Who was captain Vikram Batra?

Pakistan had attacked India multiple times in its mere seventy years of existence. But the Kargil war of 1999 was a new low. The newly elected Indian Prime minister Shri Atal Vihari Bajpayee had recently visited Pakistan. He had made his way to Pakistan on a newly inaugurated Bus route between the two countries. Things were looking good for both countries and a hope of peace after decades of fighting shone brightly. But then Pakistan betrayed.

The war of Kargil felt like a knife in the back to every Indian. Amidst this war of hopelessness, one figure emerged changing the mood of the entire nation. His one televised interview uplifted the morale of the entire Indian army and suddenly Pakistan was on the back foot. This man was Captain Vikram Batra.

Vikram Batra and his twin brother Vishal were born and raised in the city of Palampur, Himachal Pradesh. He grew up to be a tall and handsome man with a sporty body. In his school days, he had been a part of the NCC (National Cadet Corps). This has inspired him to join the army. He was offered a job in the Merchant navy but he declined and started studying for CDS (Combined Defense Services). Cracking CDS landed him in the IMA, Dehradun. After One and a half years of training, Vikram Joined the J&K Rifles battalion of the Indian Army.

Vikram’s battalion was positioned in the town of Sopore, Jammu and Kashmir. Their role in the town was to keep track of ex-militants and hunt down active militants. In one such encounter with militants, Vikram was shot in the shoulder. Yet, he refused to leave and let the militants get away. The fight lasted a whole night but Vikram and others were able to kill the militants. This incident made him popular amongst his seniors and soon Vikram was promoted to the ranks of Captain.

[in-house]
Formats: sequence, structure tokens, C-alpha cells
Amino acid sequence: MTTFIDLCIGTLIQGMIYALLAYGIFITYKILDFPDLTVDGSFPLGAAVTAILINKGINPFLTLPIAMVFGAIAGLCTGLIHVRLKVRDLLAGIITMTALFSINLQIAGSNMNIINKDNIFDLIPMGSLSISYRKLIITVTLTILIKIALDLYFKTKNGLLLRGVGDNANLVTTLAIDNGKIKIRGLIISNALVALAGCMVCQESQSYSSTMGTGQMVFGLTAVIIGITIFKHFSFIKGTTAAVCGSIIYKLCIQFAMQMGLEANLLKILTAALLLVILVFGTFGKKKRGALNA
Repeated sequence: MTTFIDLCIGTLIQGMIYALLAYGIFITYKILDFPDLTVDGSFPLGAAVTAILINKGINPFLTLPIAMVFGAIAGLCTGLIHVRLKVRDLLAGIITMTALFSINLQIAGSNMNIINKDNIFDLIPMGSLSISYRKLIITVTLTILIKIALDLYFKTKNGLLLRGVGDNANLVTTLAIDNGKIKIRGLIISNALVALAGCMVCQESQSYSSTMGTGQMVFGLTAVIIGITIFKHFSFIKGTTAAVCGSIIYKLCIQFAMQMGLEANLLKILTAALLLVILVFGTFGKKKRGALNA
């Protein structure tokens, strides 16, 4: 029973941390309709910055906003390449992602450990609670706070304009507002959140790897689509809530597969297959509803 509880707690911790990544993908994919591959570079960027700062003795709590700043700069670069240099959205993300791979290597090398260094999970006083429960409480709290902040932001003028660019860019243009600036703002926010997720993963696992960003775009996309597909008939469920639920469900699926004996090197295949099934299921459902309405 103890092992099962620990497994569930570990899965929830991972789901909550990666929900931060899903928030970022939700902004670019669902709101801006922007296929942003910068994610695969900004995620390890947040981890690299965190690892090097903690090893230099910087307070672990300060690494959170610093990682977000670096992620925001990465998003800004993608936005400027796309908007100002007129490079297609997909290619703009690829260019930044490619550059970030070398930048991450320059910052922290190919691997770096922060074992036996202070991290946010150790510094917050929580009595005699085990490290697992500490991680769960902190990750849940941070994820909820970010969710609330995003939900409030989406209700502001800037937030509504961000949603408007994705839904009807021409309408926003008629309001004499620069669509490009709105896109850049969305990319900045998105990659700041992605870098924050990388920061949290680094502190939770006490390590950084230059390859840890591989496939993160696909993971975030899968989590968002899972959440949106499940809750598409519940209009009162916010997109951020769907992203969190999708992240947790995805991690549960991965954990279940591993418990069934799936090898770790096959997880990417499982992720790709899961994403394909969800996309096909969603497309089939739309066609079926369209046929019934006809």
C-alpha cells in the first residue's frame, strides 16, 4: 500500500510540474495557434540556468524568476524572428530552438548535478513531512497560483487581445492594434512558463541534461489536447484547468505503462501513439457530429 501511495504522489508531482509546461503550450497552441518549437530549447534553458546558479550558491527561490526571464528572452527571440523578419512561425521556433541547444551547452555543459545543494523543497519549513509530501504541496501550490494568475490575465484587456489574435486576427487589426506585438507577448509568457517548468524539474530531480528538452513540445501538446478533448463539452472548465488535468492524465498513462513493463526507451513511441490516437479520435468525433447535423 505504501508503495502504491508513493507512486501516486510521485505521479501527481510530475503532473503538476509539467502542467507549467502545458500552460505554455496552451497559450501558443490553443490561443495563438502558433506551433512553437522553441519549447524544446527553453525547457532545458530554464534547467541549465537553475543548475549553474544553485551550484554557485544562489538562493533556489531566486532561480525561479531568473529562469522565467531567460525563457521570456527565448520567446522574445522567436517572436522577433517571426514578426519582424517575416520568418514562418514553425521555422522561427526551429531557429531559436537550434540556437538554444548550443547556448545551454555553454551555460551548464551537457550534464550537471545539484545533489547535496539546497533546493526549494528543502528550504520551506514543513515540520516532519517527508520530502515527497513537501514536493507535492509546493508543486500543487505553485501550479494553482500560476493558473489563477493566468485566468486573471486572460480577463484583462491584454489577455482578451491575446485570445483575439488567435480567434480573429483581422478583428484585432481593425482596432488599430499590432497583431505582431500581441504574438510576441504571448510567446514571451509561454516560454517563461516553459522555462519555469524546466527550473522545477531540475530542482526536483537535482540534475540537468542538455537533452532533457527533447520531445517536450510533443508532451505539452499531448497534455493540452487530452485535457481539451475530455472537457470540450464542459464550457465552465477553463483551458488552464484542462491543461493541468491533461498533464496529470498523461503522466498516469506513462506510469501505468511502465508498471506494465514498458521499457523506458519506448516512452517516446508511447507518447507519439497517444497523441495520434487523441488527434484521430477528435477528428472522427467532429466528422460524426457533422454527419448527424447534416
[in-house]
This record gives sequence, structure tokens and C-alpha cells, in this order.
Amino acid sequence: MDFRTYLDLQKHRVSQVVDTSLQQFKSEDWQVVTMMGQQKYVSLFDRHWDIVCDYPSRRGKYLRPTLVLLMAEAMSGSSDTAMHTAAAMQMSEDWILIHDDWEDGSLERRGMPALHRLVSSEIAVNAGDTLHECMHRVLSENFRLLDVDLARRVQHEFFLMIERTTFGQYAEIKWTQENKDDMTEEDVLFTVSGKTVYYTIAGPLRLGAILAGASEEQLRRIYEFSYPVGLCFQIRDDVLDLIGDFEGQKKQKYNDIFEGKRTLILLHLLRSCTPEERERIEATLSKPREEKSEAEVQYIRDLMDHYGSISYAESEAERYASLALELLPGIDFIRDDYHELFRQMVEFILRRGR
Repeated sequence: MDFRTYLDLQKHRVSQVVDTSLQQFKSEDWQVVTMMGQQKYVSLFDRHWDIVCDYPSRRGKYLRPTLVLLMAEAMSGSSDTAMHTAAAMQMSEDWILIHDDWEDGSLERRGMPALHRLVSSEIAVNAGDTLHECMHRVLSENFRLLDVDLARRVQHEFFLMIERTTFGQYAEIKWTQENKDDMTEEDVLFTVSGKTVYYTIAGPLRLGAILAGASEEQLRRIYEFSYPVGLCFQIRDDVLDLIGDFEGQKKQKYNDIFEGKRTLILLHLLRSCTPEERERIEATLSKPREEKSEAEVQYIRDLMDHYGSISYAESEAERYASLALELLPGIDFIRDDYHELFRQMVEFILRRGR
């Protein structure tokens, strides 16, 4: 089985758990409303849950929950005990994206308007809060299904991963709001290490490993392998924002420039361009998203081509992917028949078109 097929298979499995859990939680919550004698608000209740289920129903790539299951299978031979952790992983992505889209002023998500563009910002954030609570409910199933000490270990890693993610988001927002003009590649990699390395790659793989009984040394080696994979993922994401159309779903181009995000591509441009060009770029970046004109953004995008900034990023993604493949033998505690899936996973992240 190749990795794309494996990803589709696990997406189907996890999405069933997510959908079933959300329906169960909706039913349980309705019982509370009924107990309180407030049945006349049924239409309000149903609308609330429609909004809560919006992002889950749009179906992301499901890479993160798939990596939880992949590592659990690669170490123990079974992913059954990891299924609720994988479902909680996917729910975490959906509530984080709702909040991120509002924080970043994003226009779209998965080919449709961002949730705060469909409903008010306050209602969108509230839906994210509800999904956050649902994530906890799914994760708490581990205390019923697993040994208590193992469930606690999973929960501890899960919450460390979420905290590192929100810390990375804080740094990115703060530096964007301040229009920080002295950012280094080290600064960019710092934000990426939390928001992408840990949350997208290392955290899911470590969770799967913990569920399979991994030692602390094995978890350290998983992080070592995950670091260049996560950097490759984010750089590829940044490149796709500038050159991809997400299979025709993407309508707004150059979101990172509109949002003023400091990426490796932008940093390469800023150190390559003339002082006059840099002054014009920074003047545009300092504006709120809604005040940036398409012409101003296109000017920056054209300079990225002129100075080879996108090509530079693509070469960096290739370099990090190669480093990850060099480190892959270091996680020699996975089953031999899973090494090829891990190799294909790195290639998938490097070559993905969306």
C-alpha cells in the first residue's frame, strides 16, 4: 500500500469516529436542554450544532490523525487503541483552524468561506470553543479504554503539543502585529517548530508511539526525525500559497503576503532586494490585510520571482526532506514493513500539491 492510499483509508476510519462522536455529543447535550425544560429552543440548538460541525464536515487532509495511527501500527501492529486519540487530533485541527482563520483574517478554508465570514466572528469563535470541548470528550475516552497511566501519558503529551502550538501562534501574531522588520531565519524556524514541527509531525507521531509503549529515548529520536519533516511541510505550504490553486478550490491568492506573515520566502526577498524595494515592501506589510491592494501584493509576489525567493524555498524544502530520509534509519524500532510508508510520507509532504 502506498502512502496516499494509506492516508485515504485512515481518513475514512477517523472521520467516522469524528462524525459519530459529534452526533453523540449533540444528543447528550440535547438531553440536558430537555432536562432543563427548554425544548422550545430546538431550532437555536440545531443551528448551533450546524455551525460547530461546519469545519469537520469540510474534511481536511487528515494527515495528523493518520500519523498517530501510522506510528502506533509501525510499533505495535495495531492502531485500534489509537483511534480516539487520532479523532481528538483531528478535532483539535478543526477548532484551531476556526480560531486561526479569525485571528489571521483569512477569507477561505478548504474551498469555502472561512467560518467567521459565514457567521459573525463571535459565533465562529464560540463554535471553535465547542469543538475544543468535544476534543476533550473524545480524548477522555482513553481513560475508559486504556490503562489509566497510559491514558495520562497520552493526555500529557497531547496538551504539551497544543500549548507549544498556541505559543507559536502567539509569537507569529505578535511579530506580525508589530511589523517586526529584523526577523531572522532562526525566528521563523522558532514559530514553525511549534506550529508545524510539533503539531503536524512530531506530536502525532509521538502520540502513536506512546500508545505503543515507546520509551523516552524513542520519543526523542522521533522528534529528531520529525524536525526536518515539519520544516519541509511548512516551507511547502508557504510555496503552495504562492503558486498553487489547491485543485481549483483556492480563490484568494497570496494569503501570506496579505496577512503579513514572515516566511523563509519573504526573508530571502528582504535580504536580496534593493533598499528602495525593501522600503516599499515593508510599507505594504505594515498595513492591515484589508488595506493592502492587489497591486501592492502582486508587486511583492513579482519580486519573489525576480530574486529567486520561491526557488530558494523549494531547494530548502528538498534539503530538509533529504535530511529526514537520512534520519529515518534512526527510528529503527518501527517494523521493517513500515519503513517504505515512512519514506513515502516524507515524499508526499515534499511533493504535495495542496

According to a mutual agreement, both Indian and Pakistani soldiers were to leave their bases in high-altitude locations of Kashmir during peak winter. The winter of 1999 was not so different from the Indian side. A lot of troops were recalled from the Kashmir region. Vikram too was back in his home for the time. But Pakistan decided to break the treaty and captured unguarded Indian bases.
When the summer broke and the Indian army tried going back, they were met with heavy firing from these bunkers, confirming the worst.

Vikram wasted no time in reporting back to Kashmir. He along with another battalion of J&K rifles was given the task of recapturing these bases. The task at hand looked impossible. The enemy had the advantage of higher ground. So Batra and his men started climbing the mountain at night. With temperatures below freezing point and low oxygen levels, these men somehow managed to do the impossible. They slowly and steadily reached the enemy base at point 5140.

Batra and his men captured the base and their victory signal was “Ye dil maange more” meaning this heart demands more. It was after this victory that Vikram was interviewed. His smile, charm, and enthusiasm to fight captured the heart of common Indian and fellow soldiers alike.

Vikram and his men volunteered to participate in a similar mission next. At point 4875, the enemy had dug trenches and Indian soldiers were unable to take a shot. The news of Vikram Batra or his code name ‘Shershah’ joining filled those Indian soldiers with hope. Vikram with his group of 25 men reached point 4875.

They received the intel that Pakistanis would be getting a reinforcement soon and would be impossible to take down. Batra decided to act quickly. They started pushing towards the enemy trenches inch by inch. Amidst all the firing, one of their soldiers was hit. Batra ran into the open to rescue him and was hit by a bullet. This act of their captain inspired the Indian troops to charge and captured the post in the next half an hour. Vikram closed his eyes forever only after the mission was done.

No one wins in a war. In the war of Kargil, India was backstabbed, and India lost more men than the enemy. Captain Vikram Batra came out as the silver lining of this war. A total of 15 gallantry awards were given in this war. And the greatest of them all was given to Captain Vikram Batra. He is the latest recipient of India’s highest military decoration ‘Param Vir Chakra’, receiving it in the year 2001. His story of selflessness has transcended through generations of army professionals. And his mere name has become a symbol of pride and bravery.

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